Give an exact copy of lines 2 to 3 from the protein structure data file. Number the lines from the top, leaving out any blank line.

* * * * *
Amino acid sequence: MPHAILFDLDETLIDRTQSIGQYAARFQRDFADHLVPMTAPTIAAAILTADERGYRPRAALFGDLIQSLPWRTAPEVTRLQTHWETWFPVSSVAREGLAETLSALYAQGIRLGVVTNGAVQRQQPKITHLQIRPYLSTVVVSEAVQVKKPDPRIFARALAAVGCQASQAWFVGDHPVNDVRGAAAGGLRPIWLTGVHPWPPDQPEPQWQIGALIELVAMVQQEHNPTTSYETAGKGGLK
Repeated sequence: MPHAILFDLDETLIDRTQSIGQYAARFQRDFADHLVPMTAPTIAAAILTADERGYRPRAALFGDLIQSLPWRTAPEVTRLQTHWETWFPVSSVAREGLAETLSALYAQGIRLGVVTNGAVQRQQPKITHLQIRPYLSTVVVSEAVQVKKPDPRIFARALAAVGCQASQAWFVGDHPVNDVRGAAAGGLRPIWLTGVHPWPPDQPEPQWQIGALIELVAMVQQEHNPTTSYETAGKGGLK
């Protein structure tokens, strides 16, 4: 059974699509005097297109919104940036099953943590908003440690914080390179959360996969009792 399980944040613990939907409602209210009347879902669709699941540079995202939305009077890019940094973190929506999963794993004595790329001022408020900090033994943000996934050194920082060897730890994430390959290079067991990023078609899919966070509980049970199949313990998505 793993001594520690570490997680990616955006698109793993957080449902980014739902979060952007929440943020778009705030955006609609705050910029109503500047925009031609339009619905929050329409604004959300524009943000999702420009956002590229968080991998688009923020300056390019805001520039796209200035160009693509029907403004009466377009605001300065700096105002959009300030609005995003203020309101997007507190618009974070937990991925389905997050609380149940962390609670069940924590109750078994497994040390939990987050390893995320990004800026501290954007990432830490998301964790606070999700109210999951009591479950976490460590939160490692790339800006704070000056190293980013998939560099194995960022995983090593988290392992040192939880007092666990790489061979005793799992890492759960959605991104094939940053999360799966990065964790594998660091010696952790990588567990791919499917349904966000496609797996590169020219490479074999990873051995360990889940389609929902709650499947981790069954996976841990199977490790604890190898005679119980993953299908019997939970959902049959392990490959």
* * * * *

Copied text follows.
Repeated sequence: MPHAILFDLDETLIDRTQSIGQYAARFQRDFADHLVPMTAPTIAAAILTADERGYRPRAALFGDLIQSLPWRTAPEVTRLQTHWETWFPVSSVAREGLAETLSALYAQGIRLGVVTNGAVQRQQPKITHLQIRPYLSTVVVSEAVQVKKPDPRIFARALAAVGCQASQAWFVGDHPVNDVRGAAAGGLRPIWLTGVHPWPPDQPEPQWQIGALIELVAMVQQEHNPTTSYETAGKGGLK
């Protein structure tokens, strides 16, 4: 059974699509005097297109919104940036099953943590908003440690914080390179959360996969009792 399980944040613990939907409602209210009347879902669709699941540079995202939305009077890019940094973190929506999963794993004595790329001022408020900090033994943000996934050194920082060897730890994430390959290079067991990023078609899919966070509980049970199949313990998505 793993001594520690570490997680990616955006698109793993957080449902980014739902979060952007929440943020778009705030955006609609705050910029109503500047925009031609339009619905929050329409604004959300524009943000999702420009956002590229968080991998688009923020300056390019805001520039796209200035160009693509029907403004009466377009605001300065700096105002959009300030609005995003203020309101997007507190618009974070937990991925389905997050609380149940962390609670069940924590109750078994497994040390939990987050390893995320990004800026501290954007990432830490998301964790606070999700109210999951009591479950976490460590939160490692790339800006704070000056190293980013998939560099194995960022995983090593988290392992040192939880007092666990790489061979005793799992890492759960959605991104094939940053999360799966990065964790594998660091010696952790990588567990791919499917349904966000496609797996590169020219490479074999990873051995360990889940389609929902709650499947981790069954996976841990199977490790604890190898005679119980993953299908019997939970959902049959392990490959």